When the school bell rings to get out of the last period of the day you can expect half of the student population to show up at the trainers room. Right in between the varsity locker room and the equipment room, the trainers room has been the place to get treated, taped, massaged, and anything else you need to be able to get back out to your sport.
“I get a lot of satisfaction helping athletes overcome their injuries,” Athletic Trainer Mike Boese said. “Theres nothing more rewarding than taking and injured player, taking them through the process of rehabilitation, then watching them get back out on the field.”
The student trainers of THMS have always been the ones to tape up the players before, during, and after practice or games. They are always there when in need and are never to busy to put the hook up on their snow cones.
To become a student trainer who works in the trainers room, you have to sign up for sports medicine 1,2 as the beginning class a sophomore or a junior. Then you can take Sports Med Lab as a senior or junior.
When you take the beginning classes you are taught basic first aid and what you will be doing the following year if you take Sports Med Lab. Then once you start to take Sports Med Lab you will be required to put in 45 hours total per quarter inside the trainers room.
Those who have the most hours in the trainers room will be able to travel with Boese to Varsity away or to be a trainer at a home varsity game.
“We all try to get more than everyone else to be in the game on the field,” junior Quentin Rutlin said, “It’s kind of competitive.”
Rutlin, a basketball player, uses Sports Med to make friends, pass off season time, and to attend games for free. As his first year in the course unfolds he contemplates going on professionally for Athletic Training.
Most kids who join the class and take Sports Med Lab go on yearning to become professional Athletic Trainers, Boese even has had some kids go on to be doctors and nurses.
While opening up a career path student trainers can also use the Sports Med classes for a fourth year science credit..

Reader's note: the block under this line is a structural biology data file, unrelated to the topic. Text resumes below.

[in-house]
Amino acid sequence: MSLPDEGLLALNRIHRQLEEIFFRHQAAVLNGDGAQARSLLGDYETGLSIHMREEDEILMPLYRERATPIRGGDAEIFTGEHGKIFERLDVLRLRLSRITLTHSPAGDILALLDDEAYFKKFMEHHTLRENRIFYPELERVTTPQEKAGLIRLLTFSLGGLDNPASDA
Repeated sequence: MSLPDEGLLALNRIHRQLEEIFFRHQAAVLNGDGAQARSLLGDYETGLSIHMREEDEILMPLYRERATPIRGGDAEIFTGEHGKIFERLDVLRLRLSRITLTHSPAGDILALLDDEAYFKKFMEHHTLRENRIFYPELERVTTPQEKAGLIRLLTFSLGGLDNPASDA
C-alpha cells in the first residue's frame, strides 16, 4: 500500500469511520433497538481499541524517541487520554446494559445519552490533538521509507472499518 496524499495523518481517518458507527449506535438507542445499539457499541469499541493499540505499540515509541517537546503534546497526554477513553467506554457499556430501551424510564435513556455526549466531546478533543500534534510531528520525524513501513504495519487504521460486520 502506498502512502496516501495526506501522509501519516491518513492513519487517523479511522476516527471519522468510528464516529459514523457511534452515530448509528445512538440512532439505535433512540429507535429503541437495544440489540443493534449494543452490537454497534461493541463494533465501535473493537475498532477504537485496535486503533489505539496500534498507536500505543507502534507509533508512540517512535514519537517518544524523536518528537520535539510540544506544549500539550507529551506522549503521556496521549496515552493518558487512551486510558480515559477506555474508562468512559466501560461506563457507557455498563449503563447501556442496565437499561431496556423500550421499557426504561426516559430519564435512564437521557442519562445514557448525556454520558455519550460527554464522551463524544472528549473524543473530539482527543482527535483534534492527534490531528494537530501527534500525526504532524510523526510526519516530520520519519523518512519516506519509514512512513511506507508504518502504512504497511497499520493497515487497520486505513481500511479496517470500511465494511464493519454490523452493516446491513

Becoming a trainer is much more than earning the fourth year of science credit though. To most in the class its about what they do to help the teams out with what ever they need.
“It’s fun and it’s a great way to be apart of the school,” junior Stephen Martinez said.
Martinez is a baseball player for THMS but on the days that baseball isn’t in season, he like many others devotes most of his time to making sure that the wraps on the players are tight.
The trainers in the room have yet to be called trainers, that title is reserved for certified Athletic Trainers like Boese. Having been a trainer for 28 years, he’s currently spending his 18th year here.
But before being a high school trainer Boese worked for a sports clinic that had a contract with the Phoenix Suns. Boese was in charge of aquatic therapy so he spent most of his time by the pool rehabilitating the players by the pool side.
“Kenney Gattison who was a rookie, he tore his ACL and I did a lot of work with him in the swimming pool,” Boese said. “We actually became friends and he attended my wedding later on that year.”
Not only at the professional level do the trainers and student trainers grow relations with other people, but senior Cecilia Mejia has made friends through this class.
“All the relationships I have with the athletes and gaining trust makes me popular in school, because I’m a nerd,” Mejia said.
Mejia is also a trainer and frequents the varsity games, making sure she will leave the trainers with an imprint of her own.
The group of trainers are part of THMS’s own Health Occuption Students of America (HOSA) club, with senior Nadia Casteneda as president. As president she is often looked up to as the number two in the room, although this wasn’t her ideal high school career path.
“I actually didnt want to be a trainer at first,” Casteneda said, “But I stayed because it was so fun to watch the games up close.”
In the end most of the trainers understand the real reason behind being a trainer.
“I’s not about the recognition for what you deserve,” Casteneda said. “It’s about getting them on the field, its about the player.”